A major point of contention is the cost of programs for seniors, which will soon eclipse 50% of the national budget and potentially detract from funds spent on education, research and infrastructure — all of which would overwhelmingly impact Millennials and their children. With population numbers evening out across generations, these differences are predicted to grow increasingly fraught.
The following are some of the main battlegrounds where they'll be hashed out.
From views on same-sex marriage to advocacy for marijuana legalization, Millennials have consistently proven more politically liberal and amenable to "activist government" than older generations. The same holds true with foreign policy, an understandable sentiment considering our coming of age amidst the wars in Iraq and Afghanistan.
But the starkest difference is perhaps the most expected: About 68% of Millennials "favor allowing gays and lesbians to marry, versus 48% of Baby Boomers" and 38% of the Silent Generation (born 1928-1945). If you need further proof, just look at the number of states that have legalized same-sex marriage since we became active in the political process.
There's nothing to indicate this pattern will shift anytime soon.
Our collective political leanings also became apparent in recent presidential elections. Half of Millennials identify as political independents, but tend to support liberal issues, vote Democrat and responded overwhelmingly to the left-leaning rhetoric of Barack Obama — twice.
Image Credit: AP
How this holds for future elections is yet to be seen. But it's increasingly clear that conservative politicians have their work cut out securing our votes.
Today, a record 20% of Americans claim no religious affiliation.
The starkest divide is along age lines, with almost 30% of Millennials identifying as unaffiliated versus 16% of Boomers and 9% of Silents. Generation X-ers fall around the national average, suggesting that religion — and the ideological baggage that comes with it — may be witnessing a decline. Also notable is the expansion of atheism and agnosticism, which 3 of 10 unaffiliated Millennials identify as subscribing to.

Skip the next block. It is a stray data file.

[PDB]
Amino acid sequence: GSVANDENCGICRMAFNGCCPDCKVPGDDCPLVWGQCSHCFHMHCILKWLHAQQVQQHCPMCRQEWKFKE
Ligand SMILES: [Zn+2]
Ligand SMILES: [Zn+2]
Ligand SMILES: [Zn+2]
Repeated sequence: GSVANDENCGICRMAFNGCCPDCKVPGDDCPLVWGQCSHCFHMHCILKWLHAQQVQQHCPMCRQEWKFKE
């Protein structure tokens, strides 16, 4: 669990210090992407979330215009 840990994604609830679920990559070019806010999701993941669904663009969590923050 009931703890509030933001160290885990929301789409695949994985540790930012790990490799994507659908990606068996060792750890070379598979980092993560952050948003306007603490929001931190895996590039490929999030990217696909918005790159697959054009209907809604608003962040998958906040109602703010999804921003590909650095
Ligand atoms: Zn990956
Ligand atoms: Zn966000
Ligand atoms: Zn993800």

And what would a list outlining the differences between old and young be without mentioning technology? Millennials have often been called "digital natives," the first generation to grow up under the (hopefully) benevolent gaze of the Internet. Our primary mode of communication is social networking and, as a bonus statistic, we average 250 Facebook friends, which seems a conservative estimate.
Image Credit: The Age
That older generations exhibit lower degrees of tech savvy only contributes to our ideological and communication differences. How can we "talk it out" if we're on the Internet while they're still jabbing at landline dials with applesauce-coated fingers?
Time will tell how this plays out, but according to Pew, the sea looks choppy.
So what do we have to look forward to? To hear the study tell it: Racial diversity, high rates of intermarriage, more immigrants, left-leaning politics and an impending battle between young and old that could radically impact whether we choose to take care of our parents or ship them to cheap retirement homes. Hopefully we reconcile our differences before things get really ugly.
Either way, it's a fascinating and exciting future to ponder. And with the benefit of the Pew Center's research, we should now be significantly better equipped to prepare for it.